Updated: Jan 11
Understanding the food we eat
Food labels are important tools in managing a wholesome diet. They are a source of information about calories and the nutritional value of the foods you eat.
The ingredients list is typically listed close to the Nutrition Facts Table on the food product making it easier to compare different products. Understanding the ingredients list can also help you look for specific ingredients that you want or do not want because of allergy or intolerance and make healthier food choices.
Ingredients are listed by order of WEIGHT which means the first ingredient weighs the most. There is more of the first ingredient listed in the food product and less of the last ingredient in the product by weight. This can be a bit counter intuitive because generally people visualize the list by VOLUME. For example, think of an ingredient list on a bag of popcorn using 1 tablespoon of butter and 4 cups popped corn. Butter would be listed first because it weighs 15g while the popped corn would be last because it weighs 8g.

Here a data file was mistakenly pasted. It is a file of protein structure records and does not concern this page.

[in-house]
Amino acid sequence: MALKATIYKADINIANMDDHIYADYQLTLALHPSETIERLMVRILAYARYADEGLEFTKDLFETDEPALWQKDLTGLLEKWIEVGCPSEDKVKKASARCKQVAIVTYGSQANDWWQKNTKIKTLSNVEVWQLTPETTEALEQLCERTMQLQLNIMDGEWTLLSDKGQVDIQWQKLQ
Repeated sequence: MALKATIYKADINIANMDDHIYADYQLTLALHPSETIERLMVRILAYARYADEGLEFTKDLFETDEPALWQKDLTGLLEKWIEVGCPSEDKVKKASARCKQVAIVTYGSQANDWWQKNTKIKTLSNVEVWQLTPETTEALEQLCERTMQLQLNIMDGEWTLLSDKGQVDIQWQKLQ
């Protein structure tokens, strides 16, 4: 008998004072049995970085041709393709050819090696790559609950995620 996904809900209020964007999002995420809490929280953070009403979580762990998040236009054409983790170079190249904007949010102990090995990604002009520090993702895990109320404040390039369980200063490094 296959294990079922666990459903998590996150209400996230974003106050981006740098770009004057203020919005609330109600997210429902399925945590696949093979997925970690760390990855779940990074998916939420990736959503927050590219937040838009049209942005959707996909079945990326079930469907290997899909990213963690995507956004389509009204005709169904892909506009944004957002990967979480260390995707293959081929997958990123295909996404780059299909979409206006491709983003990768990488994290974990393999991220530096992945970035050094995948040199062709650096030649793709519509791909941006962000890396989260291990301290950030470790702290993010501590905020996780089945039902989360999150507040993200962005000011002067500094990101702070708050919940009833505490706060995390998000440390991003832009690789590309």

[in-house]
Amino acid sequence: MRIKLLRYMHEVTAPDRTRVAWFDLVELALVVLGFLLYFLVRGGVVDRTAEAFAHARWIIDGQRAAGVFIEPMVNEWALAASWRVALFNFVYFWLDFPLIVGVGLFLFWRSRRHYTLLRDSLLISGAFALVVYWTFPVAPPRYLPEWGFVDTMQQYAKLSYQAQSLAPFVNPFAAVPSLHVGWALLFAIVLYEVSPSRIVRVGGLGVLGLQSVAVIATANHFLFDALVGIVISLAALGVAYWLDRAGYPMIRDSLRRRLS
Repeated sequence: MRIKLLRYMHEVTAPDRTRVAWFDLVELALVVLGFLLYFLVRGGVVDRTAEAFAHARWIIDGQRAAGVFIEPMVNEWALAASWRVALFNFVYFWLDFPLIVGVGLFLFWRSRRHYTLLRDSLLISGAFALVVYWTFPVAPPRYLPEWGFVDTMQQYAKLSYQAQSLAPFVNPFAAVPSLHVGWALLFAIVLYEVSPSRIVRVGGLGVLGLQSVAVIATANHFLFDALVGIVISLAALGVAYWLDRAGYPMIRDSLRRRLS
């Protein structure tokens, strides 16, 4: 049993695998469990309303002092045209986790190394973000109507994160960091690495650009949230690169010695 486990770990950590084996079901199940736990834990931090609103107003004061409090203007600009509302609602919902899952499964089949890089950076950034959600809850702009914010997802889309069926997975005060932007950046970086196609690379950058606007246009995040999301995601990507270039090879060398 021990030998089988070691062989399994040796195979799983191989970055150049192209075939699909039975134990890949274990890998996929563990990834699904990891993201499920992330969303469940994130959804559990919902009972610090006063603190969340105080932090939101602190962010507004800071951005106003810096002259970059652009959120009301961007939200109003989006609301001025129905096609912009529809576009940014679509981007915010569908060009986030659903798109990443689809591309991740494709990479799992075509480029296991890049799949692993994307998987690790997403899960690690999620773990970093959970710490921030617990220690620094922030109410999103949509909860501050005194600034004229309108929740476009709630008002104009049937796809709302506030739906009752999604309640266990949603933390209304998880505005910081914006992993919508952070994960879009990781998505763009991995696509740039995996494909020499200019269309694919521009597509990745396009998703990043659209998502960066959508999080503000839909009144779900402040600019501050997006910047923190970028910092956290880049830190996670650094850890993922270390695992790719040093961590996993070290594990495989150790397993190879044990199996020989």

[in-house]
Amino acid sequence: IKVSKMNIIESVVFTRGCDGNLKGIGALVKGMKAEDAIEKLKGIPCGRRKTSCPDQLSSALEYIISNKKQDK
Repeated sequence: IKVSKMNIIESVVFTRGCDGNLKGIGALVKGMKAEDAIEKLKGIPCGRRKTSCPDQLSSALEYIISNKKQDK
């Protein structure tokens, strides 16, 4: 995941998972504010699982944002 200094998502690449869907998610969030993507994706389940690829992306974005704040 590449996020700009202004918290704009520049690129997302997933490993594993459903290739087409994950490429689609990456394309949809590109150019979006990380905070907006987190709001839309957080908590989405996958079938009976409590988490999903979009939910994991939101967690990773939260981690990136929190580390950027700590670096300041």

The Nutrition Facts label provides detailed information about a food’s nutrient content, such as the amount of fat, sugar, sodium and fibre it has. The first place to start when you look at the Nutrition Facts label is the serving size and the number of servings in the package. Then multiply the values by the number of servings you will be consuming.
It is very hard to understand if the amount of a nutrient is low, adequate, or high from just looking at the grams or milligrams when looking at each nutrient. There is a simple trick to help you navigate this label: the 5/15 rule. The 5/15 rule comes in handy for a quick guide but it does not define a food as good or bad. In order to apply the 5/15 rule to a food item, you must look at the percentage given for each nutrient.
• 5% Daily Value (DV) or less is low – for nutrients you want to get less of, choose foods with a low % DV. Nutrients to get less of are saturated fat, trans fat, cholesterol, and sodium. • 15% Daily Value (DV) or more is high – for nutrients you want to get more of, choose foods with a high % DV. Nutrients to get more of are fiber, vitamins A & C, calcium and iron.
One may conclude that a nutrient that shows a 8% of the percent daily value is considered adequate.
Notice there is not a daily value percentage listed for sugar currently but Health Canada is getting that into place. The World Health Organization recommends no more than 25g of free sugar. Free sugar is any sugar other than the sugars in fresh fruits and vegetables, and milk.